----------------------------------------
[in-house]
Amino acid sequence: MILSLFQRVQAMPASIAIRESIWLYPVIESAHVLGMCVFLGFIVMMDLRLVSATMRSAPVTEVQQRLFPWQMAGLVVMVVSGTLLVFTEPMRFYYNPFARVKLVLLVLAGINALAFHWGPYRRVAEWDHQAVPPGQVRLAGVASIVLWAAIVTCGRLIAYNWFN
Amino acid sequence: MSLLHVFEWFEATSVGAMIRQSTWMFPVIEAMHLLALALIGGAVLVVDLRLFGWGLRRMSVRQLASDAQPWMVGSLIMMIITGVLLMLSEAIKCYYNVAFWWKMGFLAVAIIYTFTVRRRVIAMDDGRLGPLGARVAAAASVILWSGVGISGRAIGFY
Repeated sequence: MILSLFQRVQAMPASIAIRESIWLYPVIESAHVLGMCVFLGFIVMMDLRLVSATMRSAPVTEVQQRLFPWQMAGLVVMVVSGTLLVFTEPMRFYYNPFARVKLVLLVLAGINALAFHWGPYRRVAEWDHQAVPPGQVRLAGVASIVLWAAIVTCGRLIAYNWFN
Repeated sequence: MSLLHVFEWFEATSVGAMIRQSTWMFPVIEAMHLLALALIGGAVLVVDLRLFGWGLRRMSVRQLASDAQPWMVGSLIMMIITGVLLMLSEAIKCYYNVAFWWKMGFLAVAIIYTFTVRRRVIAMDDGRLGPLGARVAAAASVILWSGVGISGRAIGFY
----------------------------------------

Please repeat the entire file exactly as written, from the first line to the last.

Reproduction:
[in-house]
Amino acid sequence: MILSLFQRVQAMPASIAIRESIWLYPVIESAHVLGMCVFLGFIVMMDLRLVSATMRSAPVTEVQQRLFPWQMAGLVVMVVSGTLLVFTEPMRFYYNPFARVKLVLLVLAGINALAFHWGPYRRVAEWDHQAVPPGQVRLAGVASIVLWAAIVTCGRLIAYNWFN
Amino acid sequence: MSLLHVFEWFEATSVGAMIRQSTWMFPVIEAMHLLALALIGGAVLVVDLRLFGWGLRRMSVRQLASDAQPWMVGSLIMMIITGVLLMLSEAIKCYYNVAFWWKMGFLAVAIIYTFTVRRRVIAMDDGRLGPLGARVAAAASVILWSGVGISGRAIGFY
Repeated sequence: MILSLFQRVQAMPASIAIRESIWLYPVIESAHVLGMCVFLGFIVMMDLRLVSATMRSAPVTEVQQRLFPWQMAGLVVMVVSGTLLVFTEPMRFYYNPFARVKLVLLVLAGINALAFHWGPYRRVAEWDHQAVPPGQVRLAGVASIVLWAAIVTCGRLIAYNWFN
Repeated sequence: MSLLHVFEWFEATSVGAMIRQSTWMFPVIEAMHLLALALIGGAVLVVDLRLFGWGLRRMSVRQLASDAQPWMVGSLIMMIITGVLLMLSEAIKCYYNVAFWWKMGFLAVAIIYTFTVRRRVIAMDDGRLGPLGARVAAAASVILWSGVGISGRAIGFY